i dont listen to too much flamenco guitarring but its quite ahrd to play- itried to play some songs but they were really hard - ive never really done pciknig like that or anything - its very tremelo picking and semi legato (thats like playing hamemring on and puuling off while picking - its really hard to do)

    ok now im probably going a little off topic - but most of us on igt arent either classical or flamenco guitarist - were either neo-classical or modernist... im a modernist - classical and neo cliassical are always usually purists - they believe in only 6/12 strings - they dont really care too much for 7/8 strings and all the extras (like funky effects etc..)

    modernists are inspired by ppl like srv, js, petrucci, vai, etc.. and love rock music... thats me!!!
  6. light_of_erindi

    light_of_erindi New Member

    I love flemenco...it is such an experience to listen to the combined effect of the clapping percussive guitars and the rasguedos.....man...i just love their rolling sound....

    Classical guitaring is more toned down i'd say...not that dynamic...
  7. 6String_assasin

    6String_assasin The Painkiller

    he wasn't asking abt "guitaring", but the guitars!

    The flamenco guitar is usually slightly smaller than the classical guitar.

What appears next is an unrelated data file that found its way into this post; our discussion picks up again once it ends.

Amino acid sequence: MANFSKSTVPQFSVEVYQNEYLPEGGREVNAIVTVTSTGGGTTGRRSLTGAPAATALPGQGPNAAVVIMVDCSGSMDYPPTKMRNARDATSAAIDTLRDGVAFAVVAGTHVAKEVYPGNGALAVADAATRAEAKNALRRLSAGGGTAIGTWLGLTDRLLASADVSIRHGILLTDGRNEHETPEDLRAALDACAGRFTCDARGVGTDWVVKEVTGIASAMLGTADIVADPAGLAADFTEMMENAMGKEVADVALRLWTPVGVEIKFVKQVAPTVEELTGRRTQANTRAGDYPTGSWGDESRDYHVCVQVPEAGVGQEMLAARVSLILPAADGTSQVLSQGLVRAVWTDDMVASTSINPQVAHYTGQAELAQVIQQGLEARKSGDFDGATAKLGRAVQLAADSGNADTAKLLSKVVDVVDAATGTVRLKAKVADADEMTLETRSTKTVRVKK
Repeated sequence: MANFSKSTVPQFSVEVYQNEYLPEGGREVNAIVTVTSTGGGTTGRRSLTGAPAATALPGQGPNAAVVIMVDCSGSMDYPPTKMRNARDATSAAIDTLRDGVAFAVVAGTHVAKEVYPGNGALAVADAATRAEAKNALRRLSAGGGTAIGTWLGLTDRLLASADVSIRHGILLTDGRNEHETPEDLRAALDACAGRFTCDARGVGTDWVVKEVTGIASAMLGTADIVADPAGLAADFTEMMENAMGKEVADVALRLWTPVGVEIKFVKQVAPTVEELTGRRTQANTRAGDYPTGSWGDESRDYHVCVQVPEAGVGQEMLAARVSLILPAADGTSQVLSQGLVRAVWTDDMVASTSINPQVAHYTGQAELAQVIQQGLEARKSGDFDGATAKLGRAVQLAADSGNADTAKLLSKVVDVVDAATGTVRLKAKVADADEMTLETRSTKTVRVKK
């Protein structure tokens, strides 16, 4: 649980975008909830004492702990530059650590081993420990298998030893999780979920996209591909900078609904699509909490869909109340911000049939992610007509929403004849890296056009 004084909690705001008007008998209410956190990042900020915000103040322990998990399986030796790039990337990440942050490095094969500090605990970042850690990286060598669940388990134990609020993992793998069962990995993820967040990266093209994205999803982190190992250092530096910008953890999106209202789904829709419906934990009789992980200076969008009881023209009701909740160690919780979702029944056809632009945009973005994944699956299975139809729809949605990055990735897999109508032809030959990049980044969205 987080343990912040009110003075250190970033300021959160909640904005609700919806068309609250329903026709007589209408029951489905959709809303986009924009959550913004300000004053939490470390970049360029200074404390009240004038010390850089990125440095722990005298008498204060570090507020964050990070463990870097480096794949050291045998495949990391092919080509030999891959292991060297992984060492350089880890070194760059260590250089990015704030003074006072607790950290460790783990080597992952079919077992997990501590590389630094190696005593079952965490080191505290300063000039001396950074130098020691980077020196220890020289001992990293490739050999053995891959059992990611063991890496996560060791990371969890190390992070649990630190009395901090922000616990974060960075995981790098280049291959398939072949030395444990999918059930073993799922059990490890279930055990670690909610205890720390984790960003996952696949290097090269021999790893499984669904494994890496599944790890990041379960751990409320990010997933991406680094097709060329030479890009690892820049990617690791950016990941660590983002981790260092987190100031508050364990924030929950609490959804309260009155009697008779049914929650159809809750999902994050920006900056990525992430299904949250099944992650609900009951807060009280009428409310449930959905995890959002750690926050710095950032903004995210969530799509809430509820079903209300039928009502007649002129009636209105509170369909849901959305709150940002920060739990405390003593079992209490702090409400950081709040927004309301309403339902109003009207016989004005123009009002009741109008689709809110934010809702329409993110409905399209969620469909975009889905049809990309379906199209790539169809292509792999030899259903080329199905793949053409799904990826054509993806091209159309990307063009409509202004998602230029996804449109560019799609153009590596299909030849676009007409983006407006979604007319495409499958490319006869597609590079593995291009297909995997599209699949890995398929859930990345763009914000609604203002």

Its back and ribs are made from spanish cyprus tooled very thinly to produce a more brilliant, more penetrating sound and to give the instrument greater volume. This does, however, result in a loss of mellowness and tone.
  8. deathdr_87

    deathdr_87 Awesome Guitarist

    @6string - vini already answered that question - i jsut posted something that was on the same topic - the guitars and the relevant guitarring styler coz i felt i had something to say on it - we werent asnwering his question since yhe aklready got the asnewr in the first reply...
  9. johnny_flamenco

    johnny_flamenco New Member

    Just a quick note. If you have a good Flamenco guitar, you can get away with using it as a classical guitar also. But it ususally doesn't work the other way around. Classical guitars used for Flamenco music sound dull and lifeless.
  10. nikbadshah

    nikbadshah New Member

    @johny_flamenco..thnx buddy thats what i wanted to know whether classical would be better or flamenco cas i enjoy both kinds of music. But do u know any good flamenco guitars!! I wanna get into flamenco now but not sure which brand i should go with or what i should be lookin at while buyin a flamenco guitar.
    @Vinit..thanx for the info dude..was good knowledge!!
  11. johnny_flamenco

    johnny_flamenco New Member

    Flamenco guitars

    I have no idea about the Indian scene. I am based in the US. But if you can get your hands on a Cordoba, Ramirez , Hernandezthey will serve you well. They are not cheap. A low end classical in the US costs around $1500. I bought me a hand made one when I was in Spain (no name brand). But I believe a very good Spanish maker of flamenco guitars has set up shop in Cochin
    Good luck